Everyone needs to vent once in a while, that just human nature. However general listed blogs need to be somewhat safe. Nobody likes surprises when they have their children sitting on the lap. Multi-level marketing sites are often scams or pyramid schemes. While business opportunities are welcomed, the internet is filled with "make money now", get rich quick", "make money while you sleep", and so on. All these blogs do is hurt legitimate business opportunities and reliable work at home sites. Why anyone thinks defrauding Google or any other advertiser is legal is beyond me, but they do. Defrauding advertisers by "click" exchanges is just not the way to make money.

  • Blogs can NOT break the "Along for the Ride!" frame. This is considered and treated as page hijacking. Offenders will be removed until the hijacking stops. If hijacking becomes repeated, the blog will be banned from AFTR and its directory.
  • Blogs over one year with no new articles will be considered abandoned and removed without warning. Email addresses that are undeliverable will also be considered abandoned.
  • Blogs that have articles older then 7 days will not be listed on the AFTR widget, but will remain in the directory.
  • Blogs that do not have the AFTR widget will be listed in the directory, but will NOT be apart of the traffic sharing system (advertised on the widget).
  • All listings and rankings in the AFTR system revolve around AFTR's revolutionary "low man on the totem" (LoMan) algorithm.

Now we finally get to the actual rules for AFTR. Many sleazy advertisers think having a banner ad redirect to another page (away from the page the visitor wanted) is the perfect way to drive traffic to their page. It isn't and won't be tolerated. While I have complete sympathy for an unsuspecting blog owner, I have no mercy on scum-bag advertisers or blog owners with no morals. Page hijacking is a quick way to send me on a war path.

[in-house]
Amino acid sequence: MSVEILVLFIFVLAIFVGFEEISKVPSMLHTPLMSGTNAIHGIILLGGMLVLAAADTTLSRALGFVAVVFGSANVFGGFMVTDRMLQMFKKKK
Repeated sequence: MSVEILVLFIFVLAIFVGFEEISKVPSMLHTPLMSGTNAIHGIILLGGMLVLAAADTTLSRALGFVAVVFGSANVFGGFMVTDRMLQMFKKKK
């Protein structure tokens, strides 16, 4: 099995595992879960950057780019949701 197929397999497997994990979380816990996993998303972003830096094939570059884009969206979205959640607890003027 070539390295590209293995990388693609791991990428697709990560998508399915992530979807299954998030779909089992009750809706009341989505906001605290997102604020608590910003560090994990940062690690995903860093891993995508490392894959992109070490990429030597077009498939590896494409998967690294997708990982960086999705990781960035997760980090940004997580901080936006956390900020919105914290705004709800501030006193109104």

Unfortunately, life isn't always nice to us and problems happen, things change, or we get burned it. It happens to us all, myself included, but AFTR is not a graveyard for dead blogs. This is where AFTR differs from all other web directories. Old content is filtered out and removed after a period of time. Remember the above rule about the RSS? Here is where is comes into play. The AFTR spider routinely checks your RSS for the most recent article. Blogs older then seven (7) days are not displayed on the AFTR widget. That would be like reading last year's newspaper when you really wanted today's.

Unlike other web directories, AFTR does allow blogs in without a widget or badge, they just won't get front page billing or a DO FOLLOW link. Hey, there has to be some perks for the widget. How ranking are achieved are mostly for information purposes (not so much a rule), but I prefer complete transparency on how AFTR works. I don't like programs that have all sorts of hidden rules you are told about after you sign up.

  • Anyone can submit a blog to this directory as long as it complies with these rules, not just the owner. Note: this system uses a spider to find and add blogs to this directory as well as owner/contributor submissions.
  • You agree to accept periodic emails on updates and other AFTR related news. Your email address will never sold, given out, or shared with anyone else.
  • The owner (of AFTR) may, at any time, edit, reject, refuse, or remove any blog without notice or reason.
  • Rules may change without notice.

This is really the legal rhetoric needed to protect AFTR from the crazies, loons, and malcontents... AFTR is my program, I wrote it, and I pay for the server, bandwidth, and repair bills, but there are those who like to try to take what isn't theirs. These rules are pretty straight forward, but there are those whom lack common sense.

While I rather not have all these rules, most are just common sense or good practice and some are the required legalese. All of these rules serve to keep AFTR fun, friendly and safe with other advertisers (like AdSense) and traffic services on the internet.